Coker stepped down shortly thereafter, and Frank Wilson was named the Roadrunners' new head coach in January of 2016. When he first saw Davenport, he wasn't quite sure what to make of him. This was a player with elite speed and athleticism, but a body type that didn't lend itself to a natural position.

"You saw glimpses of him having ability," Wilson told "But he had a frail body. You were hopeful this kid had a future, but we didn't see it as, 'We've got a future first-rounder.'" Wilson urged him to put on pounds ahead of the 2016 season, and Davenport took that to heart. Stating he was "Chasing Garrett" (presumably Myles), Davenport was determined to become an elite edge defender:

Thanks to hundreds of grilled chicken sandwiches, gallons of chocolate milk and thousands of reps in the weight room, Davenport reported to his junior camp tipping the scales at 238 pounds. That season, UTSA ran a 3-4 defense. Wilson initially tabbed Davenport to play a hybrid linebacker/defensive end role. He handled the more diverse responsibilities just fine, but the Roadrunners struggled to get consistent pressure during the first half of the season. Wilson knew Davenport was the team's best weapon for harassing the quarterback, so he cut down on his pass drops and increased his pass rushes. It worked like a charm—over the team's final six games of 2016, Davenport totaled 4.5 sacks and 7 tackles for loss.

"He would be dropping in coverage, and we couldn't get the pressure we wanted. We made a conscious effort to do what he did best—rush the quarterback," Wilson recently told the NFL Network. Davenport finished his junior season with 68 tackles, 10 tackles for loss, 6.5 sacks and 8 quarterback hurries to earn second-team All-Conference USA honors.

It was about 16 months ago that Davenport's trajectory truly began its ascent from late-round sleeper to potential top-10 pick. His meteoric rise was due to a number of factors, including an increased awareness of schemes and a bigger toolbox of pass-rushing tactics. But two factors were arguably more important than the rest—he gained weight, and he gained confidence.

"It wasn't until this last year that my body matured and I was able to make the jump to gain so much weight," Davenport says. "In the morning, I would go eat breakfast right before practice. Then right after practice, I'd go get Panda Express—probably wasn't the best choice. Then after class I'd go and get Chili's and order two chicken Alfredo pastas. Then my day went on from there, keep on eating all throughout the day. Subway, drinking our Core Powers—I didn't really stop eating until I went to bed."

But Davenport wanted to add 20 pounds of muscle, not flab. That's why he coupled his constant feasting with a ferocious approach to the weight room. "I can't attribute it just to eating, we worked out a lot. Me and (UTSA strength coach Ryan Filo), he really got me into the workouts. It wasn't just food, it was muscle. I was the heaviest I'd ever been, but I felt light," Davenport says. When Davenport and his new body hit the field for practice, he felt better than ever. After years of trying to bulk up, he couldn't believe he was finally playing at a weight that once seemed like a pipe dream.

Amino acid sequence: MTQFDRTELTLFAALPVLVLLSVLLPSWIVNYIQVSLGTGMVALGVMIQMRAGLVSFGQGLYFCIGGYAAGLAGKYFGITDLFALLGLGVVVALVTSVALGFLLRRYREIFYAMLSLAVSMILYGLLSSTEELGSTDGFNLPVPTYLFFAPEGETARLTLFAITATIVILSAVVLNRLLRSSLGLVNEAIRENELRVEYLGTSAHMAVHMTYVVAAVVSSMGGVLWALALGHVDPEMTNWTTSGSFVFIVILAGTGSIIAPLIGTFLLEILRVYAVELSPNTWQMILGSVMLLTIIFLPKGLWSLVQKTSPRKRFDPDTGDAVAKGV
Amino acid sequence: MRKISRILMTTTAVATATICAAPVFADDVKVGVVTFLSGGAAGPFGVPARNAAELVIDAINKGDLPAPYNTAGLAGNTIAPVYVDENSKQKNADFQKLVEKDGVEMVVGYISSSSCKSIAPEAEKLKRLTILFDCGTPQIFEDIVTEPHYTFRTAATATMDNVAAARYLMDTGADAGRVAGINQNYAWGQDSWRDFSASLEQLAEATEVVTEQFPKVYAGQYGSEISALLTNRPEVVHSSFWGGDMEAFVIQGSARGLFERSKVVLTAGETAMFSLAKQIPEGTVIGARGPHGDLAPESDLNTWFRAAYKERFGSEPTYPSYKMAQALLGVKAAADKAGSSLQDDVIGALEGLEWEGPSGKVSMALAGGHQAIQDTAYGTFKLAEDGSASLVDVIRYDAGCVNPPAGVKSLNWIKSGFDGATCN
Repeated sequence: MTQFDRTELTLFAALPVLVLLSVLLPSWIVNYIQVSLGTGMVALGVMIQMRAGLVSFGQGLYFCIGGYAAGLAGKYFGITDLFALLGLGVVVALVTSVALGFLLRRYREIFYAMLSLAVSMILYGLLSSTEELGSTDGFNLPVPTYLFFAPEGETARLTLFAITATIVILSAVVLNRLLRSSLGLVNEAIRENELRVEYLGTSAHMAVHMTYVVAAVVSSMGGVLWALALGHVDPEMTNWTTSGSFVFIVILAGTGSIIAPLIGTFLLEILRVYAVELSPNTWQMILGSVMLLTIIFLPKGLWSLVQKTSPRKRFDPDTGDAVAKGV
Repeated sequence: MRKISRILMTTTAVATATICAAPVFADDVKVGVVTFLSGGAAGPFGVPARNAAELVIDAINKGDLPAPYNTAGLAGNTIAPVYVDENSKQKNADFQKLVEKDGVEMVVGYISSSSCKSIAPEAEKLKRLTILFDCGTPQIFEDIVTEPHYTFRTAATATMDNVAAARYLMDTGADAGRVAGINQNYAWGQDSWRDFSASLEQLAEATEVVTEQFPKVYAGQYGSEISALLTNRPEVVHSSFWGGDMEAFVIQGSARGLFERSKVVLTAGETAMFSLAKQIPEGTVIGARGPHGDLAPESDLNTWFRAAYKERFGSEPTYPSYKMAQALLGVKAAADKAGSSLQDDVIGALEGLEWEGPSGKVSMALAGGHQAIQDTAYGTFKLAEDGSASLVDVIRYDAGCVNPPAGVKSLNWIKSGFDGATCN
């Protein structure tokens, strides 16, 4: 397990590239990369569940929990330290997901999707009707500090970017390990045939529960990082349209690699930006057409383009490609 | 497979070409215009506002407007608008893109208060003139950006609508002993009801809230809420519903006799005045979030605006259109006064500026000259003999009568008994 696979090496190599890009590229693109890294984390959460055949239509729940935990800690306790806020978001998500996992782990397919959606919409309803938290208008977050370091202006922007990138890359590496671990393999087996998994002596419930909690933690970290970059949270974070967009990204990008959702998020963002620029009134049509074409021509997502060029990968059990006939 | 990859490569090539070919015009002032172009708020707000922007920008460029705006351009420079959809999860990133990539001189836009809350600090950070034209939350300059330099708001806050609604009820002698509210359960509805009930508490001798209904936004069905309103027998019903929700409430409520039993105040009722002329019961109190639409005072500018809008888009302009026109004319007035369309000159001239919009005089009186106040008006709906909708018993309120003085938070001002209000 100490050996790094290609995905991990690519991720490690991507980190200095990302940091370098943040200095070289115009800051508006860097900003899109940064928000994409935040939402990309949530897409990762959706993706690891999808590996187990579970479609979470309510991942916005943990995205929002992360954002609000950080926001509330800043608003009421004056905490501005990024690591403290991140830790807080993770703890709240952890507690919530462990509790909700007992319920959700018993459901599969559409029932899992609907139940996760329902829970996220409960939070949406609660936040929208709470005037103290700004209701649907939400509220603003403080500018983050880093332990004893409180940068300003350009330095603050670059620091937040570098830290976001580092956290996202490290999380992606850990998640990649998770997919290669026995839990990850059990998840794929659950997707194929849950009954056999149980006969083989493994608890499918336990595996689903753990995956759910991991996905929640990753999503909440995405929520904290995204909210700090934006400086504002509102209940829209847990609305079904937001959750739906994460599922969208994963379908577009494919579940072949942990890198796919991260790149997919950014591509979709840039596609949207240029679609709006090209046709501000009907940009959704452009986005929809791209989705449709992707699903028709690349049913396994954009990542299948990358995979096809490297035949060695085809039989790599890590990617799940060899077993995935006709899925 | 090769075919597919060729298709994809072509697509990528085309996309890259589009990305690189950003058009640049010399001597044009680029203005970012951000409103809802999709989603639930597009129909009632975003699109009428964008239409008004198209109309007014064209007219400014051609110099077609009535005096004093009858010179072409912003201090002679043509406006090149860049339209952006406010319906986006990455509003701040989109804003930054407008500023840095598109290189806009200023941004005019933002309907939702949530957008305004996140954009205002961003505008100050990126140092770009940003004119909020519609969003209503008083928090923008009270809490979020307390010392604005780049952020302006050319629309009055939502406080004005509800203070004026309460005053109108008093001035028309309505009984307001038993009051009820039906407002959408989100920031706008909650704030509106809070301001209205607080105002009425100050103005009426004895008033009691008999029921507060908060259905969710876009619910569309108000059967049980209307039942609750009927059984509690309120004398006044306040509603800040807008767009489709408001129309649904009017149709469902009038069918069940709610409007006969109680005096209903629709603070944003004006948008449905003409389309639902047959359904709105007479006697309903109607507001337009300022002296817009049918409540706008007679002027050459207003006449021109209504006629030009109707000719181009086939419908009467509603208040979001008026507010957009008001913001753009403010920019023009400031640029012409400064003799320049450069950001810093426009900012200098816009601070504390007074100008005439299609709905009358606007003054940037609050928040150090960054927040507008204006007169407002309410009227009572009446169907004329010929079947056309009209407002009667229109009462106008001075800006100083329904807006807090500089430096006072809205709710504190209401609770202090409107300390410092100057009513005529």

"We went out there and started practicing and I felt strong. It was crazy to actually think about. I'm like 'Wow, I'm really over here gaining.' I'd look down at the scale and it says 264 pounds," Davenport says.

As Davenport felt himself breaking into another stratosphere of potential, his confidence increased. "I just wanted to be able to dominate. I wanted to go out in every game and dominate," Davenport says of the goals he had entering the 2017 season. Mission accomplished, as Davenport totaled 55 tackles, 17.5 tackles for loss, 8.5 sacks and 8 quarterback hurries to earn Conference USA Defensive Player of the Year honors.

Davenport admits he could've never imagined being in this position just a few years ago. But now that it's reality, he intends to do everything in his power to make the most of it. A fan of comics and anime, he's particularly partial to the series My Hero Academia. The plot follows a timid middle schooler named Deku (which translates to "one who can't do anything") as he lives in a world where 80 percent of the population are superheroes. Deku begins the series as one of the few humans without superpowers, but through acts of incredible bravery and self-sacrifice, he eventually obtains a rare power which gives him extreme physical strength. The plot follows him as he learns to wield his newfound power and defend the planet from villains bent on destruction.

"The main character's name is Deku. He's a really relatable person. He always perseveres and strives to be greater than what he is," Davenport says.

Even in the midst of his dominant senior season, Davenport brought a growth mindset to every practice or film session. "He's the guy that comes to the field and says 'Coach me, Coach. How can I get better?' Even after dominant play," Wilson says. "There's no entitlement there at all. He doesn't think he's arrived. The reality is he thinks he has so much more to do to get better."

After going from anonymous recruit to elite NFL prospect, Davenport's driven to max out every last drop of his potential—and inspire others to do the same in the process.

"I know that there are people just like me out there that sometimes need somebody to do it before they can," Davenport says. "This might sound so cliche, but I feel like some people don't necessarily get it or understand it until it's too late—believe in yourself. Trust yourself. Nobody can tell you anything, especially if you put in the work."